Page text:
For a programme that has been at best a tad prudish during the 1980s when it comes to relationships, this, the first companion romance since Season 10's glorious The Green Death comes as a bit of a shock. (Yes, you heard me right - Season 10. I'm not even going to begin counting that faux-arranged marriage of an exit that Leela had in The Invasion of Time.) If it was known to the viewers at the time that Bryant was leaving the show after this story, then the seeds were being cleverly sown as to how the writing out of her character would be achieved. Little did they know what was really in store for her the following week...
Posted by Steven at 3:08 PM
Thursday, October 14, 2010
Lying dormant for most of Part 5, apart from uttering one word ("Scum!"), Brian Blessed makes his bombastic debut in this episode by throwing scenery everywhere before promptly eating it. And why not? Yrcanos is a larger-than-life character. Who on Earth could you possibly imagine playing this role other than Blessed, and make the warrior king as complex a character as he does? I can think of only John Rhys-Davies, and only because he could only succeed in doing a passable impersonation of Brian Blessed, not Yrcanos.
As if Brian Blessed wasn't enough, Nabil Shaban makes his proper return to Doctor Who in this episode, too, with a much better looking headdress than the one he wore as Sil in Vengeance on Varos. Shaban has been lauded up an down in every review written about both Varos and this story, and I'm not one to stop that trend. Shaban is one of the great treasures of Doctor Who, and Sil one the programme's most biting character parodies. Sil is cut from the same sniveling capitalist cloth whence came The Sun Makers' The Collector, but with that extra bit of repulsion that makes him a perfect fit in the midst of Thatcher's Britain of the 80s. If The Happiness Patrol intended to bring down the Thatcher government, then Sil was the political cartoon that started it all.
So, with both Blessed and Shaban dominating this episode in alternating scenes (they rarely appear in the same shot), it's actually Colin Baker's post-mind scramble performance that I find most endearing and entertaining. Baker's Doctor has always been manic (most notably, and unfortunately, in The Twin Dilemma), but he's seldom been as manic as a happy drunk. Watch him slither down the wall for almost 30 seconds while Yrcanos and Peri carry on with their own conversation. Bakers' silly, giddy grin during that scene is infectious.
Colin Baker is perhaps the most generous of actors to play The Doctor in that he allows Blessed and Shaban more than ample space to ply their trade, yet knows when to make is own mark as the star of the programme. When you consider that, thanks to much indecision and indifference on the part of a soon-to-be-departing script editor Eric Saward, Baker had no idea what The Doctor's motivations in this story were once he underwent the brain alteration process, you begin to understand that Colin Baker is a consummate professional, and completely undeserving of the fate that was to befall him mere weeks after shooting this story.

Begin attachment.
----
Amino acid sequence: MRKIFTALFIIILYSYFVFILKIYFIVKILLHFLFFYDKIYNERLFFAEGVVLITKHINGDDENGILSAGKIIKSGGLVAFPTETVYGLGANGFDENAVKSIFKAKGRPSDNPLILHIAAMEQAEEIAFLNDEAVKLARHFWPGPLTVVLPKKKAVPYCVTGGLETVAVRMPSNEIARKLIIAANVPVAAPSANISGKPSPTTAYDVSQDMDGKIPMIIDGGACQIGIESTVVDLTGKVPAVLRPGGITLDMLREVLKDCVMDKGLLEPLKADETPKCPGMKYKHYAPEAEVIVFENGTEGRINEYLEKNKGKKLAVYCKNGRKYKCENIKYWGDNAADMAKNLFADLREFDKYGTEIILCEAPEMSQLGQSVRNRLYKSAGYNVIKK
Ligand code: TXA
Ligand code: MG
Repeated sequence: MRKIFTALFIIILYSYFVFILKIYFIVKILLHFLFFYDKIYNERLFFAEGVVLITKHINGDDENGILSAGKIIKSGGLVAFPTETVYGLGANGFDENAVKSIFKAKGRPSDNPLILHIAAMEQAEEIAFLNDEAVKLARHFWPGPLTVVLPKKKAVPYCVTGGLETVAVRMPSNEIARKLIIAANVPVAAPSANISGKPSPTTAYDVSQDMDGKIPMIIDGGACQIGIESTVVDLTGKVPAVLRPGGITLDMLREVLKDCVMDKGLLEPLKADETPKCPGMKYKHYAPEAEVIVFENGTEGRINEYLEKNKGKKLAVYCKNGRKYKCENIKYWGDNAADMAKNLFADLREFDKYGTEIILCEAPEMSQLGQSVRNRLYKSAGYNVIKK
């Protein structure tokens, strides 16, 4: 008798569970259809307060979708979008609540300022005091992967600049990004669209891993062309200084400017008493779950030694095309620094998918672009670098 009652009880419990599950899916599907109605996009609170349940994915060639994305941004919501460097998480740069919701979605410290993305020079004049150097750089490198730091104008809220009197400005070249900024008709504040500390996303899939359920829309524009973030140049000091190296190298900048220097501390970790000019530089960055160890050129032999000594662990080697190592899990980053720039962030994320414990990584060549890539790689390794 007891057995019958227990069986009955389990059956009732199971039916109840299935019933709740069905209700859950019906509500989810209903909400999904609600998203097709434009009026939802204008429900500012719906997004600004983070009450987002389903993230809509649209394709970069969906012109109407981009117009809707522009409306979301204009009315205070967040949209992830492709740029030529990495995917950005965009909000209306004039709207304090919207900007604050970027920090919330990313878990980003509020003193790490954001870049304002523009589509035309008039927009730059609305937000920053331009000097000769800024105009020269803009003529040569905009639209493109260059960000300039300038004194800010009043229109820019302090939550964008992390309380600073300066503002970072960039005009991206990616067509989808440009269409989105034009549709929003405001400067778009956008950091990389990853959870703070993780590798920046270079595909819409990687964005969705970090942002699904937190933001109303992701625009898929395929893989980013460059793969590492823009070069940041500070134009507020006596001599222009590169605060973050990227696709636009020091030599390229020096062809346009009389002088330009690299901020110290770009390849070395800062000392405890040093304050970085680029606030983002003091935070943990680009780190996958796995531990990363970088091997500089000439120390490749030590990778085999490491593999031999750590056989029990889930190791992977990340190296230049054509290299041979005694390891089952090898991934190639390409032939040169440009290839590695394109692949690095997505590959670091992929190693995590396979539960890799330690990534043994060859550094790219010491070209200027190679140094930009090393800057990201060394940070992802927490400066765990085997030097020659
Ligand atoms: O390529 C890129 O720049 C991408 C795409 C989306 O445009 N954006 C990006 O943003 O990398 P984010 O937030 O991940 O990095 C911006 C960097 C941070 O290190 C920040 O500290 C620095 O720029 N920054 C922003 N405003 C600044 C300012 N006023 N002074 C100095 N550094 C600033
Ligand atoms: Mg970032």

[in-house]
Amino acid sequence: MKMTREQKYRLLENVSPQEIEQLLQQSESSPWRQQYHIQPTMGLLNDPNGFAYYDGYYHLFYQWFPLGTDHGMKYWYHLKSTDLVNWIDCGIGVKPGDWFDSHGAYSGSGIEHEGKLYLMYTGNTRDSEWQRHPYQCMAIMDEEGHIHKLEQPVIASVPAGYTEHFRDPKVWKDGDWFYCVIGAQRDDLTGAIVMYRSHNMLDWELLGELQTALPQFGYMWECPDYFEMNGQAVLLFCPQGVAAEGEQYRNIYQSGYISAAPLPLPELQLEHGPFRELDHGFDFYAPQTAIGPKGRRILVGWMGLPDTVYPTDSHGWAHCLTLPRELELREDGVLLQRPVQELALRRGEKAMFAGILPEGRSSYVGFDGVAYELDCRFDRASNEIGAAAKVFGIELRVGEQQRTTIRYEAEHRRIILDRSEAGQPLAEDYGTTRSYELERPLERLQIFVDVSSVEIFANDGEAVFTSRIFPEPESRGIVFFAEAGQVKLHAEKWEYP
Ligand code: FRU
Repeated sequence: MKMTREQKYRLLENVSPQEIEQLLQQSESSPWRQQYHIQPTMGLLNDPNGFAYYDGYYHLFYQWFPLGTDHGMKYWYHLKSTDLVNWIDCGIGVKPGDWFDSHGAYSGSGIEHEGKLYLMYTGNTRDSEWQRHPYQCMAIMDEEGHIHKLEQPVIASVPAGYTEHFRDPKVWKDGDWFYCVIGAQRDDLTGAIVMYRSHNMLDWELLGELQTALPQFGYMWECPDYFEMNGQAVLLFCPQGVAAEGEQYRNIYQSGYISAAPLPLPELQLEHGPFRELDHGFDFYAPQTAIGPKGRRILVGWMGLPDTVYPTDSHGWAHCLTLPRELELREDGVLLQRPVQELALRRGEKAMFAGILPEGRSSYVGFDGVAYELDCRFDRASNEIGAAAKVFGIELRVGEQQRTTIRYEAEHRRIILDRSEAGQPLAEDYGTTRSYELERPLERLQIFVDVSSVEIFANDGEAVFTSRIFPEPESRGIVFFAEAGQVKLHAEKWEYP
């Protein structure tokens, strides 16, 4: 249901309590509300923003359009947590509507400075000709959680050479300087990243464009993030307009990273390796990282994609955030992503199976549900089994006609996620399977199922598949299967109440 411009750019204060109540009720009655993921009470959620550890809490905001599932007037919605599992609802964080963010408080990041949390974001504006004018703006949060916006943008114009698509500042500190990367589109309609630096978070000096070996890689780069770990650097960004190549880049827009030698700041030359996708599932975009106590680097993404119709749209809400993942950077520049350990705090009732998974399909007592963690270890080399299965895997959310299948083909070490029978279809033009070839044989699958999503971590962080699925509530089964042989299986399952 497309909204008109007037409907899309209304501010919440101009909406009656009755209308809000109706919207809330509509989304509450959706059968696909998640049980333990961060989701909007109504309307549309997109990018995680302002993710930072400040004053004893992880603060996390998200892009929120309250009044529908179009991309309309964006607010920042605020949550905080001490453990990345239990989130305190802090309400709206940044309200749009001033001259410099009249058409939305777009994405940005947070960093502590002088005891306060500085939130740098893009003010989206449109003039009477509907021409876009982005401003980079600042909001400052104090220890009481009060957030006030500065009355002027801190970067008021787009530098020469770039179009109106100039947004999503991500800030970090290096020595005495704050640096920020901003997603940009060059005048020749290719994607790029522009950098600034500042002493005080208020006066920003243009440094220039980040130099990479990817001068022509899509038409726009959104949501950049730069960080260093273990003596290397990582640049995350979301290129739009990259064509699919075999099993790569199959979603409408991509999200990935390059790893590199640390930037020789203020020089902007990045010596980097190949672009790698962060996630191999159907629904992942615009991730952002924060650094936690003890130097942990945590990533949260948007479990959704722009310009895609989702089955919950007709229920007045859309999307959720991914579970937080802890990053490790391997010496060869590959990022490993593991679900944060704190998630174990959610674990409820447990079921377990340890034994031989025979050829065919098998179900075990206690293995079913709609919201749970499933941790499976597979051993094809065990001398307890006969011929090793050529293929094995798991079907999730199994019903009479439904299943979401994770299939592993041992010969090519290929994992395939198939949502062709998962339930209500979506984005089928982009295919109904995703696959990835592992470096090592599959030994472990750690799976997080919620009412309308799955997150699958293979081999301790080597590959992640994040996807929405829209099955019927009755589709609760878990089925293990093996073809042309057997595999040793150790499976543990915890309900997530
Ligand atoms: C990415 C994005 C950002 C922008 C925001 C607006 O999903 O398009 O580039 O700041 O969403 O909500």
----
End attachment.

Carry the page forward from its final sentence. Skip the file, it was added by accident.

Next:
Posted by Steven at 12:01 PM
It's tough to view The Trial of a Time Lord as one complete story when the styles of each individual production block change so drastically. After the reused opening few seconds of the ludicrously expensive (and undeniably cool) effects shot of the Time Lord space station, the story jolts into a somewhat cold, flat wide shot of the trial room with The Doctor and The Valeyard engulfed in another argument that seems only slightly less witty and entertaining than those of the week previous.
Director Ron Jones is saddled with the job of opening a story that has already been going on for a few weeks and one that didn't necessarily end on a dramatic note in it's previous episode (no matter how dramatic a zoom the camera move into Colin Baker's face was). In fact, the opening episode of this installment seems to want to establish the fact that the main action that we're watching is merely evidence and testimony to what's really going on - the trial. In Parts 1-4, the action on Ravalox carried on for minutes at a time without trial room interruptions. The Thoros Beta storyline doesn't even get through it's first scene before The Doctor himself interjects. A sign of things to come...
Even more shocking, style wise, is the dreamy, ethereal score provided by Richard Hartley in his only outing in Doctor Who. It's a dramatic departure from Dominic Glynn's rock solid score from the previous story which helped anchor the events we were witness to. Part 5 seems as odd and disjointed as a dream, like the kind you get when you take expired Neo Citran before bedtime. Hartley's score aids in setting the mood, as well as setting this story as far apart from Parts 1-4 in terms of tone and feels as is humanly possible.
And then there's the beach scenes that, thanks to the wonders of Quantel and Paintbox, turn a normal looking Brighton beach into a wash of colour with white rocks, pink water, and a purple sky. Even more amazingly, the gaudy colours of Thoros Beta are even louder than the clothes that both Colin Baker and Nicola Bryant are wearing in this story. I get a headache every time I watch these scenes, but they are still a massive leap forward in what the BBC could do, visually, with Doctor Who.
Posted by Steven at 10:09 AM